Murals of sorts date to Upper Paleolithic times such as the paintings in the Chauvet Cave in Ardeche department of southern France (around 30.000 BC).
Many olden murals have survived in Egyptian tombs (around 3150 BC), the Minoan palaces.
In modern times the term became more well-known with the Mexican "muralist" art movement. There are many different styles and techniques. The best-known is almost certainly fresco, which uses water-soluble paints with a damp lime wash, a rapid use of the resulting mixture over a large surface, and often in parts.
The colors lighten as they dry. The camouflage method has also been used for millennia.
Murals today are painted in a mixture of ways, using oil or water-based media. The styles can vary from abstract to trompe-l'œil (a French term for "fool" or "trick the eye"). Initiated by the works of mural artists like Graham Rust or Rainer Maria Latkes in the 1980s, trompe-l'oeil painting has experienced a new beginning in private and public buildings in Europe.
Today, the beauty of a wall mural has become much more widely available with a method whereby a painting or photographic image is transferred to poster paper or canvas which is then pasted to a wall surface to give the effect of either a hand-painted mural or realistic scene.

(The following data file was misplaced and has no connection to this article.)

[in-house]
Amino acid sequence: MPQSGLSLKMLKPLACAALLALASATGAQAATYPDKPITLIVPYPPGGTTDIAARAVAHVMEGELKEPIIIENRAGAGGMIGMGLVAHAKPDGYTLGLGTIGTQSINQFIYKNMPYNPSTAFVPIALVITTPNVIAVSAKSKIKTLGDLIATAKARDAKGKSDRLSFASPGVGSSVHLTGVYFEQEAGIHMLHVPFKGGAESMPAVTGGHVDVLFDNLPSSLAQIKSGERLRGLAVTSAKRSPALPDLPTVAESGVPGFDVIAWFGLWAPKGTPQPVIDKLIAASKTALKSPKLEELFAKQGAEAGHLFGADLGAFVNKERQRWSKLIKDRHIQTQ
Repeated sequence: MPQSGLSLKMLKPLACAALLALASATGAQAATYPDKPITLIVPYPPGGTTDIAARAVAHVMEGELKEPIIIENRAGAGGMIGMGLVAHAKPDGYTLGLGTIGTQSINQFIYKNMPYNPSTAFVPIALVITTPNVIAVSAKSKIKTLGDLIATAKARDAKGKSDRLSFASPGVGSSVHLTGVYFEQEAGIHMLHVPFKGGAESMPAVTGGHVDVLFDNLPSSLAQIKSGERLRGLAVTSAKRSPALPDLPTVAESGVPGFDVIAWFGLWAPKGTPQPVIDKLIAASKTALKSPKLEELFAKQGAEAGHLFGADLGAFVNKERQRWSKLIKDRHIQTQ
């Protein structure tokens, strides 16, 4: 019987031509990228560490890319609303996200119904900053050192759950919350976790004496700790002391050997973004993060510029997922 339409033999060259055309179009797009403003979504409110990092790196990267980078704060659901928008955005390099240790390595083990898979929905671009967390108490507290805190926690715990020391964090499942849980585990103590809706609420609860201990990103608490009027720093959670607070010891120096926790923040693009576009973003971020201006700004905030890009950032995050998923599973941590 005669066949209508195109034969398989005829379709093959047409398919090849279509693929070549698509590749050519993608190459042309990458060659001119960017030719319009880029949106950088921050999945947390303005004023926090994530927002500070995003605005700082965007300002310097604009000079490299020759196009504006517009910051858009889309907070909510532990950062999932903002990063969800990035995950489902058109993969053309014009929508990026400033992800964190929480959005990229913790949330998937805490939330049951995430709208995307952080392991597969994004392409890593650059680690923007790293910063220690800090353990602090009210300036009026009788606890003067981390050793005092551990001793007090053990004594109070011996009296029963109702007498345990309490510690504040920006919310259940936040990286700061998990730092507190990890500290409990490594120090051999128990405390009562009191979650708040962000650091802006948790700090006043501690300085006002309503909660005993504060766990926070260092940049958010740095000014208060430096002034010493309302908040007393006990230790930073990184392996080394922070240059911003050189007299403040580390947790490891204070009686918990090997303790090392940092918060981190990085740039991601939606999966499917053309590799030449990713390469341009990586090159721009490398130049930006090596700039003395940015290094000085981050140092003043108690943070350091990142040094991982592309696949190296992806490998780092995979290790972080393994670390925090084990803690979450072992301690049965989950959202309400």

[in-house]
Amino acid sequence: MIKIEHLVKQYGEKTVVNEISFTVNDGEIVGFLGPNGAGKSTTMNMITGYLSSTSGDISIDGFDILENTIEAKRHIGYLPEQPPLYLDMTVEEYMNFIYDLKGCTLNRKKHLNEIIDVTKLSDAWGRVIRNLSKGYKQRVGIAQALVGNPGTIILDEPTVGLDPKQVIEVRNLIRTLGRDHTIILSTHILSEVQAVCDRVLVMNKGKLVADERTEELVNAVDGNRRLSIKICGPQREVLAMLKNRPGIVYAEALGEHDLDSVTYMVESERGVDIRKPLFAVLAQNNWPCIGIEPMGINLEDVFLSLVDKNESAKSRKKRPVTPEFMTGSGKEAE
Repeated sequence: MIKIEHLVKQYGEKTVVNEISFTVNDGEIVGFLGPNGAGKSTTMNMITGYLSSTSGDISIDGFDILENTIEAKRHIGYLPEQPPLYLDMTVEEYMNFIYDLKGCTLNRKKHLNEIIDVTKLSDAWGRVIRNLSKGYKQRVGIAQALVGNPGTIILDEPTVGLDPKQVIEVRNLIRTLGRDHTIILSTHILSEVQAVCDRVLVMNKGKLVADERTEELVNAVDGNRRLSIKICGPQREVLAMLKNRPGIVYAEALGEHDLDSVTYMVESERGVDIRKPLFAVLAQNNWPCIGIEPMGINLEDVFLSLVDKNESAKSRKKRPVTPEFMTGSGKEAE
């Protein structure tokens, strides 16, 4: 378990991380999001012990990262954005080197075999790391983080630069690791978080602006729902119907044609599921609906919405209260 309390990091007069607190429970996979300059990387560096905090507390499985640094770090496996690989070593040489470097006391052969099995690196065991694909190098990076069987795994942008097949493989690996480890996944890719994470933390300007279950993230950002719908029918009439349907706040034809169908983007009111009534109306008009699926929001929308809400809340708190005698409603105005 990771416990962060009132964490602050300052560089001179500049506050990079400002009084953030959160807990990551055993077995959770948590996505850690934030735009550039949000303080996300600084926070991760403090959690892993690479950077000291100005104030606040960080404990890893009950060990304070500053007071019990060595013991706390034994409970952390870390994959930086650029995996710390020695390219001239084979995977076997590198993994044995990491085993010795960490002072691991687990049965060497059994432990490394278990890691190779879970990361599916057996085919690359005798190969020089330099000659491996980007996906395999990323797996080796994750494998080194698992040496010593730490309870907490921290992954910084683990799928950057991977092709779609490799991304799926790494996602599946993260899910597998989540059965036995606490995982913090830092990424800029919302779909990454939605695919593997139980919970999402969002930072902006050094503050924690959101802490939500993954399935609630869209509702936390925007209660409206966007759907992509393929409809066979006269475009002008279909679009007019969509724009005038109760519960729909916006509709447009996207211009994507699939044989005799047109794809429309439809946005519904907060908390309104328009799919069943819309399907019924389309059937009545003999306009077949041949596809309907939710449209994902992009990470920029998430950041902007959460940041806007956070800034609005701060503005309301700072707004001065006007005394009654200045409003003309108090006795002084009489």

The development of digital wide set-up printers offered new time and cost effective production methods for printed murals and became an important alternative to actual, hand-painted murals in the last decade. Already existing murals can be photographed and then be reproduced in near-to-original quality.
The disadvantages of pre-fabricated murals are that they are often mass produced and lack the attraction and exclusivity of an original artwork. They are often not fitted to the individual wall sizes of the client and their personal ideas or wishes cannot be added to the mural as it progresses. The Frescography method, a digital manufacturing method (CAM) invented by Rainer Maria Latzke addresses some of the personalization and size restrictions.
Digital techniques are also used in advertisement. A "walls cape" is a large advertisement on or attached to the outside wall of a building. Walls capes can be painted directly on the wall as a mural, or printed on vinyl and securely attached to the wall in the manner of a billboard. Although not strictly classed as murals, large scale printed media are often referred to as such.
Advertising murals were traditionally painted onto buildings and shops by sign-writers, later as large scale poster billboards.